At the Italian G20 Trade and Investment Meeting in 2021, India called for removing the trade barriers such as vaccine differentiations, COVID passports, and other mobility restrictions, which can disrupt the flow of critical services. G20 members such as Indonesia, South Africa, and India further reiterated that one of the ways to demonstrate this is by accepting the TRIPS waiver proposal. Despite the Biden administration’s announcement of supporting the waiver, a few G20 members such as the EU, Germany, and UK continue to oppose any consensus on this proposal. According to the EU, Intellectual Property (IP) is not a barrier to increasing capacity to produce vaccines. The Commission argues that IP would not speed up manufacturing. Similarly, Germany claimed that “IP is a source of innovation and must remain so in the future”. According to Germany and the EU, the factors limiting the production of vaccines is not IP but high-quality standards, infrastructure, skills, and production capacities—something which the developing nations lack and cannot be overcome in a short period of time.

Economic recovery

Though the G20 countries agreed to raise International Monetary Fund (IMF) reserves with a new SDR allocation of US $650 billion, critics have argued that given the scale of financing challenge in emerging economies, it is not enough. About 250 civil society organisations claimed that the SDR allocation of about US $3 trillion was required; however about US $650 billion was the most that could be granted without the support of the United States Congress. As the SDRs are allocated proportional to countries’ quotas at the IMF, the distribution is skewed towards bigger countries—according to the European Network on Debt and Development, advanced economies will receive around 67 percent of the allocation, while the LICs will receive about only one percent. Furthermore, in 2020, the extraordinary G20 Finance Ministers and Central Bank Governor’s Meeting recognised that debt treatments beyond Debt Service Suspension Initiative (DSSI) may be required on a case-by-case basis in the post-COVID-19 crisis. To date, 46 of the 75 eligible countries have applied for the scheme. However, the initiative has several roadblocks. According to Clement Landers, Senior Fellow at Centre for Global Development, the private creditors which constitute about 20 percent of the DSSI debt service, have refused to participate voluntarily. Secondly, many countries which requested the DSSI treatment have been downgraded by the crediting agencies. Lastly, China, which is the largest creditor to DSSI countries, has exempted its government-owned lenders by classifying them as private sector entities. G20’s failure is reflected by its inability to make the private creditors (banks, hedge funds, and oil traders) a part of the debt suspension scheme. IMF and World Bank data reveals that the 46 lower-income countries still paid US $36.4 billion in debt payments. Moreover, the World Bank warned that there has been a 12 percent rise in the debt burden of the world’s low-income countries.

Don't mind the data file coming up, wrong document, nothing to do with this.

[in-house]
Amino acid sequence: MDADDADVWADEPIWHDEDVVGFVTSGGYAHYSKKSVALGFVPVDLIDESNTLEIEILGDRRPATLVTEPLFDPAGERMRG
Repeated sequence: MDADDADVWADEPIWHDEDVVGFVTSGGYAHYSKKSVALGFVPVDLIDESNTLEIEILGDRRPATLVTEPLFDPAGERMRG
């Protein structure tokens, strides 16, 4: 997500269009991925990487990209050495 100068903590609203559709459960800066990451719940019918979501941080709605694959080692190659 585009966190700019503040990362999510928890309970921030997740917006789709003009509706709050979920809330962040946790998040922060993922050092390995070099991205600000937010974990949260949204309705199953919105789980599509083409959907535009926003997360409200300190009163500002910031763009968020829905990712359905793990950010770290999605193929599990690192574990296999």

G20’s failure is reflected by its inability to make the private creditors (banks, hedge funds, and oil traders) a part of the debt suspension scheme.

Climate-change divergence 

The G20 members have failed to break the impasse on climate goals—many countries disapproved of the idea of committing to keeping global warming below 1.5 degrees Celsius and phasing out coal. US, EU, Japan, and Canada want the G20 to cap temperature rise at less than 1.5 degrees and phase out coal by 2025. However, countries such as China, Russia, India, Saudi Arabia, and Turkey continued to defend the use of fossil fuels. The members also failed to agree on a date by which they would phase out inefficient fossil fuel subsidies. According to emerging economies such as India, climate action must be guided by the country’s national circumstances and stage of economic development, not at the cost of the country’s equity and development. Moreover, while the Rome declaration commits to mobilise climate finance of US $100 billion annually from public and private sources through to 2025, it fails to make any mention of retroactive payment of the financial commitment of 2020 to the developing countries. Given the fragile economic environment and global challenges posed by the pandemic, it is imperative for the G20 to seek common ground on global trade governance, international financial architecture and sustainable development—which is representative of the Global South. While the recent G20 Leaders’ Declaration has highlighted certain key issues, the onus to fulfil the agenda and beyond lies with the upcoming G20 presidencies.
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Shruti Jain

Shruti Jain

Shruti Jain was Coordinator for the Think20 India Secretariat and Associate Fellow Geoeconomics Programme at ORF. She holds a Masters degree in Public Policy and ...